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(Many Paths)
An Online Newsletter Celebrating Native America
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Apps And Games Help Preserve Chukchansi Language
by Sharon Martin - The Fresno Bee

Holly Wyatt is surrounded by a dozen middle and high school students, all Chukchansi tribal members, with their eyes glued to the screen of a tablet, smartphone or computer. She doesn't see mere students — she sees the next generation of Chukchansi speakers.

It's been 40 years since Wyatt has spoken her native Chukchansi language. Now, she is ready to teach younger generations the words her grandmother taught her.

"The language is fading fast," Wyatt said.

Wyatt and the students were at Fresno State on Thursday and Friday to help create educational apps that teach the Chukchansi language. The students are creating the artwork and some programming for the apps, and Wyatt is providing the voice translation into Chukchansi.

"One of the projects we've wanted to do is increase Chukchansi literacy," said Kim Lawhon, the education coordinator of the Picayune Rancheria of Chukchansi Indians.

Lawhon is a Chukchansi tribal member and also teaches at Coarsegold Elementary. Some of her students at Coarsegold created artwork to aid the project.

The apps aim to teach children and adults the Chukchansi language in the style of an e-book. The stories are Chukchansi folklores originally published in English in 1944. Now, the tribe is translating the stories back into Chukchansi and using children's artwork to illustrate them.

The group plans to create 10 apps within the next two to three weeks.

One storybook app, Stinkbug, already is available for download. The app features artwork created in May by Fresno State students paired with Wyatt narrating the story in Chukchansi.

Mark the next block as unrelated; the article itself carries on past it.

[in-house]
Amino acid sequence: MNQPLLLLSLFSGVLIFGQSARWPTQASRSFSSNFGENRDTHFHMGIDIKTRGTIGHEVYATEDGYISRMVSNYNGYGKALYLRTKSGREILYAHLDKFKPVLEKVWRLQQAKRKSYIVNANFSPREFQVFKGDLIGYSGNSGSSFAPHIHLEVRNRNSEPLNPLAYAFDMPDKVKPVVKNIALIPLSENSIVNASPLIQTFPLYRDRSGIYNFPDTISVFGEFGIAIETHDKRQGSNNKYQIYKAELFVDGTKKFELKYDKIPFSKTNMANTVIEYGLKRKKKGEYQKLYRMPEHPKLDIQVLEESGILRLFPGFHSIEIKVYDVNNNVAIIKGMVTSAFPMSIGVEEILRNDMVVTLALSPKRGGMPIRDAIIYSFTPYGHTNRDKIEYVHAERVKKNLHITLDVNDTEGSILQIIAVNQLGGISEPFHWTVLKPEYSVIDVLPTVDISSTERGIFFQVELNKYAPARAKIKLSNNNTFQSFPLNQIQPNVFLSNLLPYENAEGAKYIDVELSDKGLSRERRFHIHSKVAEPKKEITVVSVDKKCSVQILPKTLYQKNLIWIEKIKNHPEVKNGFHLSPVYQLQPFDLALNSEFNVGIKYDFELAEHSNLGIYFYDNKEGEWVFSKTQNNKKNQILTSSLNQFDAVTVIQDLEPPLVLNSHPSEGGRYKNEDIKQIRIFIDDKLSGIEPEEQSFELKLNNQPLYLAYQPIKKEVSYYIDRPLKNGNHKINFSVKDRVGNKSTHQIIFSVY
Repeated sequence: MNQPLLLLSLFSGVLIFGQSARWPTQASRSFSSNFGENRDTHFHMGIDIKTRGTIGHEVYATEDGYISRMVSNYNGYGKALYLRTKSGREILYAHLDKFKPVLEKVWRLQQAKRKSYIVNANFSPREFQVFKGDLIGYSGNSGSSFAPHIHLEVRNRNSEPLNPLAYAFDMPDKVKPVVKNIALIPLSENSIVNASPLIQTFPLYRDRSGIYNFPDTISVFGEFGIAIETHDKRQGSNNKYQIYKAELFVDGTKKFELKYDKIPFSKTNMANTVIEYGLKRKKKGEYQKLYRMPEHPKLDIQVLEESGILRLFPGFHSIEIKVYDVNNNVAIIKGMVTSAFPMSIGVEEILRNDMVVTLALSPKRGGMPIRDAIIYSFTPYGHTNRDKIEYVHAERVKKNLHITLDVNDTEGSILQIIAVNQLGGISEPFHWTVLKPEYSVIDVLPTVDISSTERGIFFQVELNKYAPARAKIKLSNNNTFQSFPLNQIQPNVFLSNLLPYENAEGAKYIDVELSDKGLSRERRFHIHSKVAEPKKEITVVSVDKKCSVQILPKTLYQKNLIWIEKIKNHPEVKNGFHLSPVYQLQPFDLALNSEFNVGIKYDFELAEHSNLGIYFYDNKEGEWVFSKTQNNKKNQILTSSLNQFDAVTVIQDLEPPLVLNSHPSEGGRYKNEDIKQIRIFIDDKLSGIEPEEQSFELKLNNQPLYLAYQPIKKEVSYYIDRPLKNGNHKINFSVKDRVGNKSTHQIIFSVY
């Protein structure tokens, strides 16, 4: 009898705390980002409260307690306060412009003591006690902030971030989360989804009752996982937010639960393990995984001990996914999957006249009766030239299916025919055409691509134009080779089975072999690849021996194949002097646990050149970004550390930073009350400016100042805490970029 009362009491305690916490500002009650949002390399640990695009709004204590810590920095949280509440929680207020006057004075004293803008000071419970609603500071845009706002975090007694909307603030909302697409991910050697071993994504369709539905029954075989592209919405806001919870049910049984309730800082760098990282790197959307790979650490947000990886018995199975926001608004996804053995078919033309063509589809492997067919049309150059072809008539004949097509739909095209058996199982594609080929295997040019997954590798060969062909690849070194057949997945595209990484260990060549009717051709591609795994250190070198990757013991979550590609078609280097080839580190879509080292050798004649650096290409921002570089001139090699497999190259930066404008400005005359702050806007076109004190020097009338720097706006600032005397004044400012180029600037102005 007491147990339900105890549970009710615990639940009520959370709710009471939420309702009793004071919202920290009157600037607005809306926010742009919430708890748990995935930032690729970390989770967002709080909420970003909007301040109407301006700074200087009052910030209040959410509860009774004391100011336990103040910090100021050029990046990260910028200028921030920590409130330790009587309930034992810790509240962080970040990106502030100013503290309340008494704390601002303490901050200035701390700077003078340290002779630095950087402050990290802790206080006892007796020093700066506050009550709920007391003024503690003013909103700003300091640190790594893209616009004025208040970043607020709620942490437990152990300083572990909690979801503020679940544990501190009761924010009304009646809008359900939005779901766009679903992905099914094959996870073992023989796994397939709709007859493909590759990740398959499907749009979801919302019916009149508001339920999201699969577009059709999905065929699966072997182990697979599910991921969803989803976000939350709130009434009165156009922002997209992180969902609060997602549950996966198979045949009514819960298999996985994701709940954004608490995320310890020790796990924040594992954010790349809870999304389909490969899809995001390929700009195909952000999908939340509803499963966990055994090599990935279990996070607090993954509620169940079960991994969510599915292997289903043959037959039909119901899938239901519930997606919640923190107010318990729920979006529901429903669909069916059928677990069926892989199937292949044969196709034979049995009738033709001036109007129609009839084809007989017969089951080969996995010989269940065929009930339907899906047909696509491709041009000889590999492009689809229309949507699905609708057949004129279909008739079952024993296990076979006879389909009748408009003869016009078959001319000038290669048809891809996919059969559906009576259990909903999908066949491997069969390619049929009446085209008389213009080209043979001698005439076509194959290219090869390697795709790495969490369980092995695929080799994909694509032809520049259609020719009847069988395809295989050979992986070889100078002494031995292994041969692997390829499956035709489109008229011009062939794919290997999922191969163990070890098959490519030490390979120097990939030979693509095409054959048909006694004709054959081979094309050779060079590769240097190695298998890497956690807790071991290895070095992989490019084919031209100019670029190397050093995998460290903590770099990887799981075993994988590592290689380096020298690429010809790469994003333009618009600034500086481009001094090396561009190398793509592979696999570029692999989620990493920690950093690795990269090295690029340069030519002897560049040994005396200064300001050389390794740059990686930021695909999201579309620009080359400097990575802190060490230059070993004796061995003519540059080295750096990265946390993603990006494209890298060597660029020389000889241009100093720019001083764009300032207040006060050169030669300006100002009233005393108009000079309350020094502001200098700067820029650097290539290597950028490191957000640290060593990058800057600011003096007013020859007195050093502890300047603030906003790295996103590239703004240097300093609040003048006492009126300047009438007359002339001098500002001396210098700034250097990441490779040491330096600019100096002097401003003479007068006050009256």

Behind the app development is Canadian-based Ogoki Learning Systems, which specializes in creating educational language apps for tribes nationwide.

Darrick Baxter, president of Ogoki Learning Systems, travels around North America helping tribes teach their native languages to younger generations.

"I want to see different tribes revitalizing and using their language again," Baxter said. "That's why I do this."

Baxter said creating apps is the most effective way to engage young people like the Chukchansi students to learn their native language.

"I couldn't believe how excited the kids were," Baxter said.

Audrey Hammond, 16, is a Chukchansi who attends Evergreen Continuation High School in Oakhurst. Hammond says she knows more Japanese than Chukchansi and wants to change that by learning the language her ancestors spoke.

"I hope to one day be fluent in the language," she said. "My heritage makes me who I am."

Hammond spent the day creating sound effects for mobile games that, along with the educational language apps, also will be available for download in Apple's App Store and in the Google Play store.

The games feature characters who speak Chukchansi, which expose children to the language, Baxter said.

With very few fluent Chukchansi speakers remaining, the tribe hopes the apps will preserve the language in a new generation.

"Hopefully, they all become fluent speakers one day," Wyatt said.

Chukchansi Youth Tech Camp is creating a free app at Fresno State which uses the Chukchansi language spoken to tell traditional stories for children. (video: Eric Paul Zamora - The Fresno Bee). To view the video, click here

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